When researchers talk about mental disorders related to elite sport, one of the most commonly represented is depression. Depression is a widely used term. It refers to both a general low mood and a psychiatric syndrome [6]. Previous epidemiological studies on this topic suggest that depression is about as common in athletes as in the general population [6][7], with some studies finding even higher rates of depression in athletes than in non-athletes [8][9]. The typical symptoms of depression for this subgroup may vary slightly. For example, the “classic” depressive symptom of sadness is less common in athletes, and symptomatology is more likely to take the form of irritability, decreased functionality or performance in training and competition, loss of enjoyment in competition, overtraining, and abuse of alcohol and other psychoactive substances [6][10]. Weight loss is also common, so depression in athletes can often be mistaken for anorexia. Injured athletes tend to experience mental distortions (e.g., about the end of their career), while athletes who have recently ended their active sport careers may experience a sense of loss of control and incompetence for life outside the sports arena [6][10]. Overtraining, social relationships, “sports retirement”, and sports injuries or the psychological consequences of post-injury reactions have been identified as important risk factors for the development of depression in athletes [1]. Several studies have also shown that elite athletes are also affected by depression. Empirical evidence suggests that it is an important finding, although researchers still point out that too few relevant studies have been conducted [2]. In particular, there are a lack of studies that conduct clinical examinations on athletes.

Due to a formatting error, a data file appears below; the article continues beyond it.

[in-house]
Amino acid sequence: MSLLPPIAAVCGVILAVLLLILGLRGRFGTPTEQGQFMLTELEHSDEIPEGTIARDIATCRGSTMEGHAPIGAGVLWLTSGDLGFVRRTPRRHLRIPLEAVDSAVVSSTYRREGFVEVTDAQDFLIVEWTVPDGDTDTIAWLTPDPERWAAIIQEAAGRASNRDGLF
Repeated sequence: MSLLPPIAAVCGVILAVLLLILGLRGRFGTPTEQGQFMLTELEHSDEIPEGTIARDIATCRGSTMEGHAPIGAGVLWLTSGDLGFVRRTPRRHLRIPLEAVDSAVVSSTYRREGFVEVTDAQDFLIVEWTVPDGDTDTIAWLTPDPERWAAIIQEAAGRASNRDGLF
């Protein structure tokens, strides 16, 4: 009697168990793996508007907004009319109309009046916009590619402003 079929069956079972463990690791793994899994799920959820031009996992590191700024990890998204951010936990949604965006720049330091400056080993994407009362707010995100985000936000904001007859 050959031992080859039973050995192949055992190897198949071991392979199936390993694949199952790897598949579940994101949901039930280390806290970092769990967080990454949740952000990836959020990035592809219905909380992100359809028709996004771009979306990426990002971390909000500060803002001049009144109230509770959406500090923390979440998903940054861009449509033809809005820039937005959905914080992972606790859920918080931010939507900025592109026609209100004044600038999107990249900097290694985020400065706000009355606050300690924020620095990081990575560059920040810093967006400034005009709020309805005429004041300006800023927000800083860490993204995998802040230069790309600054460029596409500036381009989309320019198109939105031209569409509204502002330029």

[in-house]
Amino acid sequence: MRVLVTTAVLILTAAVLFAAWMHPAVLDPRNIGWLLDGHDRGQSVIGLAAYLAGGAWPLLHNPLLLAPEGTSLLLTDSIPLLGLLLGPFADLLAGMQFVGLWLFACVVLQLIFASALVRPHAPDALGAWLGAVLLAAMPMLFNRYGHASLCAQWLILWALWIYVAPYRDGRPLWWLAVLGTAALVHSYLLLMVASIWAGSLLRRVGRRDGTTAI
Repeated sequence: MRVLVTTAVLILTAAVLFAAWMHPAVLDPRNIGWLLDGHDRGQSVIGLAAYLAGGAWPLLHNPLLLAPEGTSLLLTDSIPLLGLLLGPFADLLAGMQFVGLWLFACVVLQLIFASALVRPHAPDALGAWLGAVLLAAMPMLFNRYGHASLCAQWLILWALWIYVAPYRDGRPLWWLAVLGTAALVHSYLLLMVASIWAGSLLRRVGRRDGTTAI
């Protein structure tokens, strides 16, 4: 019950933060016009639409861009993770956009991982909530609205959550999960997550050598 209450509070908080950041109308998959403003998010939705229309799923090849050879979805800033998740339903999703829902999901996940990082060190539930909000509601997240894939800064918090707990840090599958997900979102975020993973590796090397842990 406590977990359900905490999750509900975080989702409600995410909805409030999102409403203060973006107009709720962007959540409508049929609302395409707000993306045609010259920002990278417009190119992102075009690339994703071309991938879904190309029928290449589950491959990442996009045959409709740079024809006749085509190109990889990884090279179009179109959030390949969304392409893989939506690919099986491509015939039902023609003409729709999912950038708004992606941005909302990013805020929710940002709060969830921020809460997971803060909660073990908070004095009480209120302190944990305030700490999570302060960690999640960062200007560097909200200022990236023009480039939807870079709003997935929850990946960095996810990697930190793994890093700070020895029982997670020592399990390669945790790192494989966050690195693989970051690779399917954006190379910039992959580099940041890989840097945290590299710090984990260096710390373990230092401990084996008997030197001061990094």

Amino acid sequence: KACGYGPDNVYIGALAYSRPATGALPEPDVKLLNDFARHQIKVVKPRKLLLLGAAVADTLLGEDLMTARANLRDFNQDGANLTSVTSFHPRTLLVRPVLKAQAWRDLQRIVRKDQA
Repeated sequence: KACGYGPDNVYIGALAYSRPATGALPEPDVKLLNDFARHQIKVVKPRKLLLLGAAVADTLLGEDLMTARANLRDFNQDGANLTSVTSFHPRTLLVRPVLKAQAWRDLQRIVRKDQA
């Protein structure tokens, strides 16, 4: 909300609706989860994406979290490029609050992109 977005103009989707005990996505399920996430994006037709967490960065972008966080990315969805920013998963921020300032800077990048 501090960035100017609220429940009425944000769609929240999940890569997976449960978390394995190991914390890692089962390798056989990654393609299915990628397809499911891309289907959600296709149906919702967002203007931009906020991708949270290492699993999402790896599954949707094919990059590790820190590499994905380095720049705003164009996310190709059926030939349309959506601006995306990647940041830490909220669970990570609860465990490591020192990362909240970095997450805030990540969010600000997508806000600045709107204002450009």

The prevalence of anxiety disorders in the general population ranges from 10.6% to 12.0%, while the prevalence in elite athletes is 8.6% [11]. Female athletes have significantly higher levels of anxiety symptoms than male athletes. Studies indicate several factors that are significantly associated with anxiety symptomatology in elite athletes. These include female gender, younger age, and recent negative events. Musculoskeletal injuries and dissatisfaction with athletic career are important sport-related factors in anxiety disorders [12]. As in the general population, anxiety symptomatology is frequently associated with depression, and several anxiety disorders often co-occur, making it difficult to study anxiety as such [7]. The most common disorder in French athletes (of both sexes) is generalized anxiety disorder (GAD), which is most prevalent in esthetic sports and in females [13]. Female athletes with GAD were more likely (44%) to have panic disorder, panic disorder with agoraphobia, and obsessive compulsive disorder. GAD was also significantly associated with depression, anorexia nervosa, and bulimia nervosa [7][13]. Higher anxiety in athletes was associated with negative patterns of perfectionism [14].